And then to take it and use it to illustrate some point that's relevant to what he's trying to teach within Mormonism. And that could be as, as simple as something as just like taking an image that shows a young woman and talking about the way that she's dressed and thinking about how that relates to conceptions of morality that that Cannon was promoting. It could be much more nuanced. Sometimes I can't even figure out what the original image was supposed to have been about, and you know, who knows where he's getting all these things from. But the point that I'm trying to make is, and it’s not just him, is that these images become a part of Mormon worship experience. They become a way in which people learn about religious ideas, whether that's history, practice, or belief. And they become a way of expressing their religious commitment, even if these images don't even necessarily originate from a Mormon setting. So, it's really important to think outside of just that very narrow little niche of what is nineteenth-century Mormon art and instead think like, well, what was their visual culture actually like? And it turns out it's really pretty expansive. 

Stephen Betts: Yeah, that's really interesting that they're not just producing art, they're not just producing fine art and sculpture and things like this. They're engaged in a much broader, visual culture. And they're appropriating other people's visual culture too, to resignify it in ways that are related to moral formation and even worship.

Why did truthfulness, the value of truthfulness, become so central to the ways that Latter-day Saints in the nineteenth century thought about the function of art? You mentioned, you know, George Q. Cannon’s  I think probably pretty common at the time, use of art as a way of, you know, illustrating virtue for instance, or like trying to inculcate virtue in children. But what about truthfulness? Why is that such an important value for Latter-day Saint?

Nathan Rees: Yeah, that's a really good point. And I think part of this also comes to questions, debates that were happening in that era about the proper use of art in religious contexts. And in particular debates about Protestant versus Catholic uses of art in this time period.

And for a lot of especially early converts to Mormonism, there was a suspicion of images associated with Catholic practice, with thinking about images that could be considered more iconic images that might lend themselves a little bit toward that blurry line between are you learning from the image or are you worshiping the image? And so to stay really clear, to make a clear demarcation between what's acceptable religious practice involving images and what shifts into idolatry, that idea of education, that if this image is something that you are teaching truth through, then that's acceptable. That it's understood that this is a representation that has that didactic function and isn't really serving in a kind of iconic function.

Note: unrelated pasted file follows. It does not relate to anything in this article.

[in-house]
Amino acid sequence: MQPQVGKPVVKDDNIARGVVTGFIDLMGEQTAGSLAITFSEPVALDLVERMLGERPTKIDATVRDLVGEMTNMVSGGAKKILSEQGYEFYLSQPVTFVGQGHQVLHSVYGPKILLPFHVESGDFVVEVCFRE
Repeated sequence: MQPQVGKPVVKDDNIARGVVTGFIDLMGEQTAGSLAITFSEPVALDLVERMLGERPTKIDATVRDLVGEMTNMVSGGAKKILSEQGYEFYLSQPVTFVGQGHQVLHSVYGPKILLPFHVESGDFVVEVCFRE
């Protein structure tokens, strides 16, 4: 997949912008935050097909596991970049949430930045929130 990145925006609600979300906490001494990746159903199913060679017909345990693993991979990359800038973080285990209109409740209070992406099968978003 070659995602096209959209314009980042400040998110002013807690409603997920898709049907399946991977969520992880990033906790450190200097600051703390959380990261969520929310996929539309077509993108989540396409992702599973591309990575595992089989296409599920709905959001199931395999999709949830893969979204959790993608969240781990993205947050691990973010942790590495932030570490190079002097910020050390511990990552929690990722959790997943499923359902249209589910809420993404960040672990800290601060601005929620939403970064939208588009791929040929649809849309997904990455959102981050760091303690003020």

And you know, it's not just about the subject. It's not just about saying, well, you know, this is like an artwork that's illustrating something from the Bible, therefore it's acceptable. It's also about the aesthetic, right? Because images that seem too iconic are gonna be those images maybe that include more symbolic content. They're more metaphorical that have taken figures from particular biblical narratives, but then disassociated them from the narrative context. And that looks suspicious both because of what I've noted in terms of these debates, but also because of the strong sentiments, anti-Catholic sentiments in America at that time as well too.

So, this, it is not just a religious thing, it's also a cultural argument. And for Latter-day Saints, and they're not unique in this of course, but they're strongly committed to this. Making images that signify truthfulness in that particular kind of way, and I call it “truth-signaling naturalism,” that it's an image that you look at and you're supposed to say, “okay, I'm seeing a scene that happened whether in the Bible or in the Book of Mormon or in Mormon church history.”

You're not learning through this kind of iconic, symbolic mode. Instead, it's like you're looking through this little window and as long as all the details are right, that's really the critical thing to people like Cannon. And so, Cannon for instance, would go on rants about images of angels with wings. Hated to know that there were Mormons out there that had wherever they got these things, that had images in their house that showed winged angels.

And it might not seem like that big of a deal right from a Mormon perspective that angels don't have wings. But for Cannon, it violates that kind of core principle. And it's not just that you have a detail that's wrong, but then that that means that that artwork can start to slip across that line of what is didactic and then move over into that suspicious realm of potentially the iconic, or even worse, the idolatrous.

And so, Christensen, all these artists, really, people like Ottinger, they embrace theories of art where the ideal is to create things that look real and not just in the sense either of like illusionistic. And that's important to point out too, because I think that's kind of the first thing we think of when we think about, you know, what realism means and Christensen's, frankly pretty bad at that, right?